Microsoft word - 2012 briefing note - franchising & scots law.doc
Scottish Law – The Differences
Wright, Johnston & Mackenzie LLP -
The Place for Practical Advice
Franchising – the differences in Scottish Law
• Scots property law differs significantly from that in England & Wales. The National
Conditions of Sale do not apply here, and common mechanisms like Deeds of Option in favour of franchisors do not work well here, although there are equivalents we can suggest.
• Scots law draws more heavily on civil law than equity, and so contract law here can
differ in key aspects. For example, it is possible to make a binding legal promise here, and consideration is not a prerequisite to a contract.
• Since 1999, the Scottish Parliament has been active in enacting new legislation unique
to Scotland: so far over 110 new Acts of Parliament and countless new regulations! For example, Scotland introduced a ban on smoking in public places in early 2006. This was earlier than other parts of the UK, and the rules here are different in significant respects.
• Legal terminology is not the same, and legal terms of art do not always translate
• The Scottish Court system differs, so dispute resolution needs local advice.
• Debt recovery and execution (called diligence in Scotland) operates in a uniquely
Scottish manner. With the correct wording, Franchisors in Scotland can register their agreements and move directly to diligence without the expense of requiring a court decree.
• The formal requirements for execution of documents and deeds are different to those
Why the differences? – A wee gallop through history
Strange as it may seem for such a small group of islands, in legal terms, Scotland is a separate
country to the rest of the British Isles. Up until 1707, Scotland was a fully independent country with its
own legal system and parliament. In 1707, the Act of Union was signed and Scotland became part of
the British Isles but the separate Scots law was preserved. Over time, elements of the Scottish legal
system moved into line, in certain areas, with the English & Welsh legal system. Today, 300 years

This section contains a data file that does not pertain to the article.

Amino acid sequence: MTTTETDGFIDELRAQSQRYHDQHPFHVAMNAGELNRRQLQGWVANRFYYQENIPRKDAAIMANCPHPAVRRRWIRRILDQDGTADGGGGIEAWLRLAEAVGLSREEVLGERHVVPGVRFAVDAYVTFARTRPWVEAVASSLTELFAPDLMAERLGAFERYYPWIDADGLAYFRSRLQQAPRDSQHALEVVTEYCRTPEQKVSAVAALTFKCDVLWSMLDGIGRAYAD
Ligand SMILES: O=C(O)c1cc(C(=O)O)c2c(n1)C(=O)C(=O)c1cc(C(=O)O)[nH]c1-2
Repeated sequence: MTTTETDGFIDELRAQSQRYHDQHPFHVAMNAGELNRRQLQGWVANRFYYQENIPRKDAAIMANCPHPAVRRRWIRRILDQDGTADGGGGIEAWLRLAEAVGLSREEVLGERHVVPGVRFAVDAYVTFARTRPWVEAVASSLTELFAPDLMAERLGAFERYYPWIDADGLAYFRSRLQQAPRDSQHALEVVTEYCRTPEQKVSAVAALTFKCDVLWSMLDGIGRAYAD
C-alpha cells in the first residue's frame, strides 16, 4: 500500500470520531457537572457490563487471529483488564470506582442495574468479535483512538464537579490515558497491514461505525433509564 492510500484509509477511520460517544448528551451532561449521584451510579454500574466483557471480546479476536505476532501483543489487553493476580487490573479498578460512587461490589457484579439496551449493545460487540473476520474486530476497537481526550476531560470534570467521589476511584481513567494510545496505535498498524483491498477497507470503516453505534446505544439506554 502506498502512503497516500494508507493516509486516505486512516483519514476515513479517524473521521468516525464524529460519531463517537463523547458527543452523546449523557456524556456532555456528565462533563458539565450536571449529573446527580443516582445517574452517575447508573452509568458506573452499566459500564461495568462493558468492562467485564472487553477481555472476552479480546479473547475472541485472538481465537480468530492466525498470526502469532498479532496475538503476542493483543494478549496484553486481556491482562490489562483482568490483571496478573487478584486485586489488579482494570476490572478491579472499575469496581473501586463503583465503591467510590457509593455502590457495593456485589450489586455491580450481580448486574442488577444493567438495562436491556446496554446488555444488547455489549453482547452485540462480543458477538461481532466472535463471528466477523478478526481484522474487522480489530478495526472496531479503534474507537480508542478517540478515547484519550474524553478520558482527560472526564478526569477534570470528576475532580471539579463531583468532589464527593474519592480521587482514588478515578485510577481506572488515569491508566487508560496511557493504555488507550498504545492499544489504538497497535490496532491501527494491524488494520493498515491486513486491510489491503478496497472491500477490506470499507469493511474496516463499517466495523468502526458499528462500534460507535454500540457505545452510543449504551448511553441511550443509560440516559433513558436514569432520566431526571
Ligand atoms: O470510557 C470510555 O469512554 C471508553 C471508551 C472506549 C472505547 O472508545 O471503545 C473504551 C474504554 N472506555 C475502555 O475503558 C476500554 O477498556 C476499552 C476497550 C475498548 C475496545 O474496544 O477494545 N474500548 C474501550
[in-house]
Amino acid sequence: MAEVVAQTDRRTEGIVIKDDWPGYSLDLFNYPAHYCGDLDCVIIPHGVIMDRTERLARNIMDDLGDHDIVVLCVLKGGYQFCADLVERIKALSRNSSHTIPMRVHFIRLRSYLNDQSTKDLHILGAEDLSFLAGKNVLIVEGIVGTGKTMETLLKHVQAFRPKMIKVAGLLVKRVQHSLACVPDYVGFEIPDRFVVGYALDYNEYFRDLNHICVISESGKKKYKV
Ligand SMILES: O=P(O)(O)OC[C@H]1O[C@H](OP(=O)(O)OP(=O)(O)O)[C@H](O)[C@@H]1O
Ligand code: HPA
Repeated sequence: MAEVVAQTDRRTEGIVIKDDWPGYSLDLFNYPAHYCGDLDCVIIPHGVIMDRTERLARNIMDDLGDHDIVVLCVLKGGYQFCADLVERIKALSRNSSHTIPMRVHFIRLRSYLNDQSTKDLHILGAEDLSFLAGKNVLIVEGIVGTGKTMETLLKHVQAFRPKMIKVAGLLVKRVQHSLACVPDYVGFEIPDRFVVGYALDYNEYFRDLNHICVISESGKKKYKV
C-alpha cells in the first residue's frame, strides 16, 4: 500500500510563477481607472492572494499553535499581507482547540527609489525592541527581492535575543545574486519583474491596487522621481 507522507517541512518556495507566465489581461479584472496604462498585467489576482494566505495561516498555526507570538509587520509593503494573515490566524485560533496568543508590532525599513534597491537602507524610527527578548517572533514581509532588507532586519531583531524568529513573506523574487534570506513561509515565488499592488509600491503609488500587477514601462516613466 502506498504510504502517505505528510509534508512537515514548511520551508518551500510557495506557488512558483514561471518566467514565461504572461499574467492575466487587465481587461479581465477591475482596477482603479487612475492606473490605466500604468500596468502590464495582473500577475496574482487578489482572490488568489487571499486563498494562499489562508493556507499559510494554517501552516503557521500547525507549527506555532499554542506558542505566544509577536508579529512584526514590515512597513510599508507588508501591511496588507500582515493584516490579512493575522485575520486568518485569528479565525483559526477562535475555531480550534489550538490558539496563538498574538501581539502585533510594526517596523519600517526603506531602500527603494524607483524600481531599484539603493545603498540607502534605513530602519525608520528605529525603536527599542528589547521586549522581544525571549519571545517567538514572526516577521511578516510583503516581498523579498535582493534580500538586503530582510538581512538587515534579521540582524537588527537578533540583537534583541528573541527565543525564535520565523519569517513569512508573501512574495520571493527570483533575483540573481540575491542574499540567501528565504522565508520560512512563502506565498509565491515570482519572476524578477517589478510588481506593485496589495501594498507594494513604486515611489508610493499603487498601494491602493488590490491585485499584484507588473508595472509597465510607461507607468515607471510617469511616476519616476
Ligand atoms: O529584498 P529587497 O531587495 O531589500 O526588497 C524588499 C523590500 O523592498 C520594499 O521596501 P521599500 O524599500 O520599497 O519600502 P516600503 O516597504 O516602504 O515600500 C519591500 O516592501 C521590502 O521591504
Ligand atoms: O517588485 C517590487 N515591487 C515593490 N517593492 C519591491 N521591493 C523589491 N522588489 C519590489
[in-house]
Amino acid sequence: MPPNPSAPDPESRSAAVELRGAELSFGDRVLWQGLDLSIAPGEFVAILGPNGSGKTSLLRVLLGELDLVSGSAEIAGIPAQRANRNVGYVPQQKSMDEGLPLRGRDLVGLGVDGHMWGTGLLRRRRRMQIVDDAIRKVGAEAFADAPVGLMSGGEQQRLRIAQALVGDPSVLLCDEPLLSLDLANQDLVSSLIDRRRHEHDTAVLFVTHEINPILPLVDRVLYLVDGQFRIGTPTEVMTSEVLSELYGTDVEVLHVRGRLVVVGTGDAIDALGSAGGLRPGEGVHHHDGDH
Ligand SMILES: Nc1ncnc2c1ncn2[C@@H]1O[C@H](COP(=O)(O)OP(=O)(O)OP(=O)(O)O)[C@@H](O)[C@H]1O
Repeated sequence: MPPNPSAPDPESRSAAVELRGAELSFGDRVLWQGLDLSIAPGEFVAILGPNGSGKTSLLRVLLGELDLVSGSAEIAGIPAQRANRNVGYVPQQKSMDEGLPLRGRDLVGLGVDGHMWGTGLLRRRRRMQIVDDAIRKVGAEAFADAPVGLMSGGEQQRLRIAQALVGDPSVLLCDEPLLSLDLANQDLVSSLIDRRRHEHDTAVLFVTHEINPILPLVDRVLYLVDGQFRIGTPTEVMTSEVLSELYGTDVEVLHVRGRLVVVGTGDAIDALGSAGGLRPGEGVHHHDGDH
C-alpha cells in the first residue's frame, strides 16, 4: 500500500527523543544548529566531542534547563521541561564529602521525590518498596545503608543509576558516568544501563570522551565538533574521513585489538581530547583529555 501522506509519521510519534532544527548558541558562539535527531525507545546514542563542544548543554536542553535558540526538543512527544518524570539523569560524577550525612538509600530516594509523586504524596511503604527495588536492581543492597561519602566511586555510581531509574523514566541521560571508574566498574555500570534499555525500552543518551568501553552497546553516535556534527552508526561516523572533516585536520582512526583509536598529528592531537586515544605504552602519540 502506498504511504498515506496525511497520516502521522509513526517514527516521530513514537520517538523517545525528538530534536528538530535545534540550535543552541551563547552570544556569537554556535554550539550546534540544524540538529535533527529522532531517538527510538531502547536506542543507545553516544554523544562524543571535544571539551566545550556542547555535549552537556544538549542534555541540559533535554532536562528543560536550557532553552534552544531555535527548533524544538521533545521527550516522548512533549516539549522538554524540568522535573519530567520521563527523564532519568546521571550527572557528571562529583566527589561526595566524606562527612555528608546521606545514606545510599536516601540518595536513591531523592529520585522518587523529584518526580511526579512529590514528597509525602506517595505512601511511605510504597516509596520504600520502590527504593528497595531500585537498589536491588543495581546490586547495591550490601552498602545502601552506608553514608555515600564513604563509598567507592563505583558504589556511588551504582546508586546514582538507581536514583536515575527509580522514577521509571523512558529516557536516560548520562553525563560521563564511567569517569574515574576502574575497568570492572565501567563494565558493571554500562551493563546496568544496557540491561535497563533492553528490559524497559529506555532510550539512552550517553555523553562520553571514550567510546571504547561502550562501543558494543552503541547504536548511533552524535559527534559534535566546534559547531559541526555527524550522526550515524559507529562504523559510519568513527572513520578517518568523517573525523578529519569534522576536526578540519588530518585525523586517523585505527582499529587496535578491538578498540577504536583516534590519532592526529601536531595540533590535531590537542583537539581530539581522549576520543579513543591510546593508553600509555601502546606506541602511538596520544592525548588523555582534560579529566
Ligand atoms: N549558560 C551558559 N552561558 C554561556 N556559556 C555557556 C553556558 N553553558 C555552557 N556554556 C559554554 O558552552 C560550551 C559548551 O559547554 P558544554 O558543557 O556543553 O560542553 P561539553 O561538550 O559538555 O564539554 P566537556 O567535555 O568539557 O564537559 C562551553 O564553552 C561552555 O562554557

later, Scots law is still different in several key areas including licensing, personal law and, in particular,
These substantial differences in law can cause confusion for franchises moving into Scotland who
often make the incorrect assumption that what applies in England & Wales applies in Scotland. WJM
works with English solicitors and their franchise clients to help overcome these differences by
applying the ‘tartan touch’. For more information on applying the ‘tartan touch’ contact:
0131 225 5660
0141 248 3434
01463 250 011
The information contained in this newsletter is for general guidance only and represents our understanding of relevant law and practice as at February 2012. Wright, Johnston &
Mackenzie LLP cannot be held responsible for any action taken or not taken in reliance upon the contents. Specific advice should be taken on any individual matter. Transmissions to or
from our email system and calls to or from our offices may be monitored and/or recorded for regulatory purposes. Authorised and regulated by the Financial Services Authority. Registered
office: 302 St Vincent Street, Glasgow, G2 5RZ. A limited liability partnership registered in Scotland, number SO 300336
R………………………… Receiving Officer Name …………………………. OMBI LA KUTAKA PASPOTI YA KENYA APPLICATION FOR A KENYA PASSPORT Majina Kamili } Full Names Indexing Officer Tafadhali soma maagizo kwa makini kabla ya kujaza fomu Please read instructions carefully before completing the form Signature.………………………. Stam
YLMP2009 Abstract - www.ifa.amu.edu.pl/ylmp Is Neuro–Linguistic Programming hoax or hard science? A neuroscientific investigation into the theory Marek Kiczkowiak (School of English, Adam Mickiewicz University, Poznań) Neuro–Linguistic Programming [NLP] was first introduced in the early 1970s with a publication by Richard Bandler and John Grinder “Structures of magic I and